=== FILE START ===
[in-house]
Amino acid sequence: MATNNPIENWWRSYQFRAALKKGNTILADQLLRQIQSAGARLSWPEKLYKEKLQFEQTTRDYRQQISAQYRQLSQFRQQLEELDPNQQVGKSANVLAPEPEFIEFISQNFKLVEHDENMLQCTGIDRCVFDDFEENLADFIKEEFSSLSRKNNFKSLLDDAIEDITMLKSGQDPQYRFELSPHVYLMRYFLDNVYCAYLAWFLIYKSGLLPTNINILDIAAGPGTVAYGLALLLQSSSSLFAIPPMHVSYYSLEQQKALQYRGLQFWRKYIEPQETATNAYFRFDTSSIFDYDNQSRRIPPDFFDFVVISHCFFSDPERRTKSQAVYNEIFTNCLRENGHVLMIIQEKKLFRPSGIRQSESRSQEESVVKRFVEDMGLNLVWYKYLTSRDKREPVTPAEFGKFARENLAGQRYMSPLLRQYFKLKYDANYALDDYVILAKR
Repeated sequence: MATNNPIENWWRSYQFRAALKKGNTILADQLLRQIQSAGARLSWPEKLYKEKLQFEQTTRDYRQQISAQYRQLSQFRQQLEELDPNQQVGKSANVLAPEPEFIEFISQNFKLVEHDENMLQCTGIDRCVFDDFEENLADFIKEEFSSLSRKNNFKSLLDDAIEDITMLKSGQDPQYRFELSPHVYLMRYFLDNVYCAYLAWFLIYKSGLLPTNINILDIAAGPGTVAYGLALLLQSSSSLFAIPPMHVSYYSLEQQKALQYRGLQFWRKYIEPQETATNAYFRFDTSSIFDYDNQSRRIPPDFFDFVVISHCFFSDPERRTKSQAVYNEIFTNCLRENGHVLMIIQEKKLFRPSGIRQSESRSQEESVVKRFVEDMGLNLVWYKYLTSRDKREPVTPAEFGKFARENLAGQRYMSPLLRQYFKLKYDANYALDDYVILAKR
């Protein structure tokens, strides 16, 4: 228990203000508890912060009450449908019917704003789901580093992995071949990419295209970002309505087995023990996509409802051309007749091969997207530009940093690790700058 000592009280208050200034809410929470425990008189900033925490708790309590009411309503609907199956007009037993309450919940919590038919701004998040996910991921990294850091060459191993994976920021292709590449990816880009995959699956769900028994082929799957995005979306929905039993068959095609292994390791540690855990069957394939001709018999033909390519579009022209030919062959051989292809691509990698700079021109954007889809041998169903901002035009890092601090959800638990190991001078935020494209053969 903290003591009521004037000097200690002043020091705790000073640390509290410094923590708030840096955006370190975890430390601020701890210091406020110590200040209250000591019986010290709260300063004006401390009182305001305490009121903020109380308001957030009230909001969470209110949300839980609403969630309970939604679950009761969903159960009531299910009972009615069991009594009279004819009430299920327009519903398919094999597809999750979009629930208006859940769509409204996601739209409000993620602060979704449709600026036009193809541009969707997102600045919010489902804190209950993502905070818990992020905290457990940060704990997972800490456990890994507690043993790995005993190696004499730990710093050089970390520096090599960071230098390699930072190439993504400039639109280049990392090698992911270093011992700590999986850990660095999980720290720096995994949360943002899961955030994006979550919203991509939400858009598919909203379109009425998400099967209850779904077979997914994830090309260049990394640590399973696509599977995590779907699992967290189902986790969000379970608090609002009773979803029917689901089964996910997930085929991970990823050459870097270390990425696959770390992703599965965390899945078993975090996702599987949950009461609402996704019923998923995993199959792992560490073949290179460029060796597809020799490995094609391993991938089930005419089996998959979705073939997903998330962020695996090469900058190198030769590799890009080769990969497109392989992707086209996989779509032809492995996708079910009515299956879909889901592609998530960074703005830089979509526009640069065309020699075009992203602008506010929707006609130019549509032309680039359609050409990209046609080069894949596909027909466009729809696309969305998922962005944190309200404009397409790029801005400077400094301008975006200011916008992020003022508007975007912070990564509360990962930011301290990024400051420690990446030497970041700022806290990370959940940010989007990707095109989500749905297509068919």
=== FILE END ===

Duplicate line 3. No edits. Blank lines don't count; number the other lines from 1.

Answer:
Repeated sequence: MATNNPIENWWRSYQFRAALKKGNTILADQLLRQIQSAGARLSWPEKLYKEKLQFEQTTRDYRQQISAQYRQLSQFRQQLEELDPNQQVGKSANVLAPEPEFIEFISQNFKLVEHDENMLQCTGIDRCVFDDFEENLADFIKEEFSSLSRKNNFKSLLDDAIEDITMLKSGQDPQYRFELSPHVYLMRYFLDNVYCAYLAWFLIYKSGLLPTNINILDIAAGPGTVAYGLALLLQSSSSLFAIPPMHVSYYSLEQQKALQYRGLQFWRKYIEPQETATNAYFRFDTSSIFDYDNQSRRIPPDFFDFVVISHCFFSDPERRTKSQAVYNEIFTNCLRENGHVLMIIQEKKLFRPSGIRQSESRSQEESVVKRFVEDMGLNLVWYKYLTSRDKREPVTPAEFGKFARENLAGQRYMSPLLRQYFKLKYDANYALDDYVILAKR